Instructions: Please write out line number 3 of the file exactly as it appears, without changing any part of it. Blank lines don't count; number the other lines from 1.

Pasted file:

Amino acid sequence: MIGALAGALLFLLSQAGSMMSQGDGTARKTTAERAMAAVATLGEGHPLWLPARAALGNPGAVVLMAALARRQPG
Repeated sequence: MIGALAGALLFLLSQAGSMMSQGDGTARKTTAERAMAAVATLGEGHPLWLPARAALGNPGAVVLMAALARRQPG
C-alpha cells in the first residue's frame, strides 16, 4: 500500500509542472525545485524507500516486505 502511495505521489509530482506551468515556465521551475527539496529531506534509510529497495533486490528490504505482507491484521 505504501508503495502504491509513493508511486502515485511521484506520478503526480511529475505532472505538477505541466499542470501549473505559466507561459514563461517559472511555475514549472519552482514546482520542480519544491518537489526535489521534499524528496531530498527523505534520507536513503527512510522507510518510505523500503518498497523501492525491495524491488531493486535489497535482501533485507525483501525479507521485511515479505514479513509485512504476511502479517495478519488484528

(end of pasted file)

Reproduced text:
C-alpha cells in the first residue's frame, strides 16, 4: 500500500509542472525545485524507500516486505 502511495505521489509530482506551468515556465521551475527539496529531506534509510529497495533486490528490504505482507491484521 505504501508503495502504491509513493508511486502515485511521484506520478503526480511529475505532472505538477505541466499542470501549473505559466507561459514563461517559472511555475514549472519552482514546482520542480519544491518537489526535489521534499524528496531530498527523505534520507536513503527512510522507510518510505523500503518498497523501492525491495524491488531493486535489497535482501533485507525483501525479507521485511515479505514479513509485512504476511502479517495478519488484528